War of the Rebellion: Serial 013 Page 0601 Chapter XXIII. SEVEN-DAYS' BATTLES.

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road and another fence and into the woods beyond the men went with a shout. The bursting of shells was so incessant as to render it almost impossible for commands to be heard.

Night had come on and no line could be preserved. We kept on regulating our course as best we could by the reports from the enemy's batteries of which there were several and placed some distance apart. From this cause, and not being able to see anything,even a creek in front of us, or a fence over which we scrambled, the regiment became very much scattered in the woods. Only about 75 or 100 succeeded in reaching the field in which the batteries were located, and these did not arrive at the same time. A small number under Major Baker, who were the first to enter the field, were joined by a part of the Eighth Louisiana Regiment and charged nearly to the enemy's lines. Before reaching their farthest point occupied their number was increased by a few more under Adjutant Hill, who had gotten up time enough to join in the charge. They were received by a deadly volley of musketry and also a fire from the enemy's battery.

A good many were killed and wounded, among the latter Major Baker while behaving most gallantly. Lieutenant E. L. Connally, of Company A, was wounded at the same time, and, so far as I can learn, acting with great courage. One non-commissioned officer and several privates, in the excitement of the charge, entered the enemy's lines and were taken prisoners; but afterward, when the enemy retreated, escaped and returned to the regiment.

After the fall of Major Baker the men were ordered to fall back about 50 yards. The line was reformed by Adjutant Hill, and soon orders were received from Major Lewis, of the Louisiana regiment, for all to fall back to the crest of the hill next to the woods. Here I met them, but it was so dark that no man could be identified five paces off. There I also met Brigadier-General Lawton, who had gotten separated from us and made his way to the field by a different route, and one which we afterward saw was the proper one to have been taken. The balance of my regiment that crossed the road and entered the woods did not, with a few exceptions, succeed in finding their way out. Those who had made the charge near to the batteries I found intermingled with fragments of other regiments-Virginians, North Carolinians, and Louisianians.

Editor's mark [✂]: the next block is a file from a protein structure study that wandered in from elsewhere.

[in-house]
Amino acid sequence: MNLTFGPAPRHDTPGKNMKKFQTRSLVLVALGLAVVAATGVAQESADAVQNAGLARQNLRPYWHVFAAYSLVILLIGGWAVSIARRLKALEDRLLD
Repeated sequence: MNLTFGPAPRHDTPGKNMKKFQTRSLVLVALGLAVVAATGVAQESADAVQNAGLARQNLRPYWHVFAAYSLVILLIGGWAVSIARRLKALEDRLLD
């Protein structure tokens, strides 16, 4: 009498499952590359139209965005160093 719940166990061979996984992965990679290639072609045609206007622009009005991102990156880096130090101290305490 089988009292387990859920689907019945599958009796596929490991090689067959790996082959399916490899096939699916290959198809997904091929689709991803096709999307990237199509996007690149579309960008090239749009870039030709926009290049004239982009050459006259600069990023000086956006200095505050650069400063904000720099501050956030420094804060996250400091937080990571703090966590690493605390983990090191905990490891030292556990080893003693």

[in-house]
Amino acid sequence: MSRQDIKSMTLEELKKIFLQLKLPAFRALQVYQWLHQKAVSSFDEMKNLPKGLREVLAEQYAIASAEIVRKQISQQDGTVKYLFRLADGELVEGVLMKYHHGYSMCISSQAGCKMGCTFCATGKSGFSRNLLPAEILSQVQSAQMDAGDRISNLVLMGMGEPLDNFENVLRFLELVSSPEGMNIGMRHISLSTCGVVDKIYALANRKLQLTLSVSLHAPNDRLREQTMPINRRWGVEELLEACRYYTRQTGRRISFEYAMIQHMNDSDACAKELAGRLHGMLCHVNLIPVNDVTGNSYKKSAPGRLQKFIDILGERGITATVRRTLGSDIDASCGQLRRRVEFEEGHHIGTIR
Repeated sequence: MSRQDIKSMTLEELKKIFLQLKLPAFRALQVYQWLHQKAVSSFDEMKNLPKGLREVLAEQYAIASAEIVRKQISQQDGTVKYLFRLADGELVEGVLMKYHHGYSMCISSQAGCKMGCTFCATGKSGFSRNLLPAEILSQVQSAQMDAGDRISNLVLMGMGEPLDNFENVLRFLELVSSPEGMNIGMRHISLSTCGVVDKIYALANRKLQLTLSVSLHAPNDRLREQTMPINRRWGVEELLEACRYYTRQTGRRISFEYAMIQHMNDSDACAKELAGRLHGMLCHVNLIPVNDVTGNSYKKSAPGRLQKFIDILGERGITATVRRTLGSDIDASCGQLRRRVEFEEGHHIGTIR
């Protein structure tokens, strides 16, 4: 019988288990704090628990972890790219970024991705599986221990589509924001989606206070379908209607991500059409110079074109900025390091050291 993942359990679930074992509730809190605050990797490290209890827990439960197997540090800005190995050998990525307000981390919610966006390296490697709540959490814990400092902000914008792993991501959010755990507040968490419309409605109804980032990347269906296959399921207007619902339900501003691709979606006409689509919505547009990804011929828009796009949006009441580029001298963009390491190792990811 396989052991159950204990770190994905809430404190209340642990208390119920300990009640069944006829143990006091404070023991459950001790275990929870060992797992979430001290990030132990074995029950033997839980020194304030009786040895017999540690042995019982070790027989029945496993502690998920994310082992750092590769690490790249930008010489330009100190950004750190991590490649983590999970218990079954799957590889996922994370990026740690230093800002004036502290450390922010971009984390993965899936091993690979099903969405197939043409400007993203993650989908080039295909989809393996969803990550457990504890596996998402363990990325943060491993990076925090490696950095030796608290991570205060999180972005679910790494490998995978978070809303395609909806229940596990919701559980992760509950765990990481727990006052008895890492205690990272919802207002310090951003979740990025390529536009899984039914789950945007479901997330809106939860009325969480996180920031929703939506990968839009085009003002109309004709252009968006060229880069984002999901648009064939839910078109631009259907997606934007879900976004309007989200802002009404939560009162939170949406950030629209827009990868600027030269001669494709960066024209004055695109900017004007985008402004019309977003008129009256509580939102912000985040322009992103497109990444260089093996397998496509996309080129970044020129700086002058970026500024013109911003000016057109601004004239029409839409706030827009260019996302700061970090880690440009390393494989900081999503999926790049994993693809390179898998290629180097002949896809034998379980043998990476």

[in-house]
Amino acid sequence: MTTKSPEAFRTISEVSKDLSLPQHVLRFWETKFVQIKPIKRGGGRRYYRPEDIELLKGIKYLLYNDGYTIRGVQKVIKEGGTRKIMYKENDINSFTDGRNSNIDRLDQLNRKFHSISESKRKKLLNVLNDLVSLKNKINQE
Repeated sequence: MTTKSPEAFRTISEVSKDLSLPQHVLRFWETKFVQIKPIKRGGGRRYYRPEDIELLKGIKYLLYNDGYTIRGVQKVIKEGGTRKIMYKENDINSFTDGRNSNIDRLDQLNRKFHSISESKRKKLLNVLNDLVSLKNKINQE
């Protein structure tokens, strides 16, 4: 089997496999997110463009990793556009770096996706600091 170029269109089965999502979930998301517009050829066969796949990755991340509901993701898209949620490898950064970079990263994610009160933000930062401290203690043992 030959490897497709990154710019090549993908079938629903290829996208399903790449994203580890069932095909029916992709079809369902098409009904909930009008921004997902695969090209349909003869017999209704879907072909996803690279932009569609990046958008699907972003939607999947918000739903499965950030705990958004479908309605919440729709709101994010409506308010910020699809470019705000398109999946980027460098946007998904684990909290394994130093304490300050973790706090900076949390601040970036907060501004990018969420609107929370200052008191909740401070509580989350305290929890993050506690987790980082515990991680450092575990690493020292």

Brigadier-General Winder sent an order to us to hold the hill we occupied until morning, and this was sanctioned by General Lawton, who left me in command of all present and went back to bring forward the left companies of my regiment and the balance of the brigade who had become detached from us as we passed through the first strip of woods we reached. The enemy kept up for an hour or two an occasional artillery fire and then withdrew, leaving their dead and wounded on the field.

I again call attention to the coolness and courage of Major Baker and Adjutant Hill, and beg to favorably mention the conduct of Lieutenant E. L. Connally, of Company A; Captain W. W. Hartsfield, Lieuts. James Andrews and B. L. Powell, of Company D. The limits proper for this report do not admit of the mention of all whom I would like to notice favorably for their gallantry.

I am, captain, very respectfully, your obedient servant,

M. DOUGLASS,

Colonel, Commanding Regiment.

Captain E. W. HULL,

Assistant Adjutant-General.